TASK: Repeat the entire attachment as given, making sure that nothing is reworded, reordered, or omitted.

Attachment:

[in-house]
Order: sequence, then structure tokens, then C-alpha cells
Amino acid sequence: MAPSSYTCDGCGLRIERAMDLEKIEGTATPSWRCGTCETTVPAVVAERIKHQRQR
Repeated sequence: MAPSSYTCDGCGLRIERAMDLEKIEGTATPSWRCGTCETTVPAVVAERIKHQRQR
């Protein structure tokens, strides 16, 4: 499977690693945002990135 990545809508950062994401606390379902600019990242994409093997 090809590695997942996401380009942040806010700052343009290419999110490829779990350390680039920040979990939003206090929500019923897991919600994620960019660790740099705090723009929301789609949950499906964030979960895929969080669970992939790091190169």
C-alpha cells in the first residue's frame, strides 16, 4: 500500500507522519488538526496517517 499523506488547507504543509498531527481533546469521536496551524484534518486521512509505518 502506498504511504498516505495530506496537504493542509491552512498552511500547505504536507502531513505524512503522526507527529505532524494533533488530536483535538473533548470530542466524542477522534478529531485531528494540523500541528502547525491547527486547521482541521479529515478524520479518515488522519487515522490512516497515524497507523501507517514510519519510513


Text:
[in-house]
Order: sequence, then structure tokens, then C-alpha cells
Amino acid sequence: MAPSSYTCDGCGLRIERAMDLEKIEGTATPSWRCGTCETTVPAVVAERIKHQRQR
Repeated sequence: MAPSSYTCDGCGLRIERAMDLEKIEGTATPSWRCGTCETTVPAVVAERIKHQRQR
């Protein structure tokens, strides 16, 4: 499977690693945002990135 990545809508950062994401606390379902600019990242994409093997 090809590695997942996401380009942040806010700052343009290419999110490829779990350390680039920040979990939003206090929500019923897991919600994620960019660790740099705090723009929301789609949950499906964030979960895929969080669970992939790091190169």
C-alpha cells in the first residue's frame, strides 16, 4: 500500500507522519488538526496517517 499523506488547507504543509498531527481533546469521536496551524484534518486521512509505518 502506498504511504498516505495530506496537504493542509491552512498552511500547505504536507502531513505524512503522526507527529505532524494533533488530536483535538473533548470530542466524542477522534478529531485531528494540523500541528502547525491547527486547521482541521479529515478524520479518515488522519487515522490512516497515524497507523501507517514510519519510513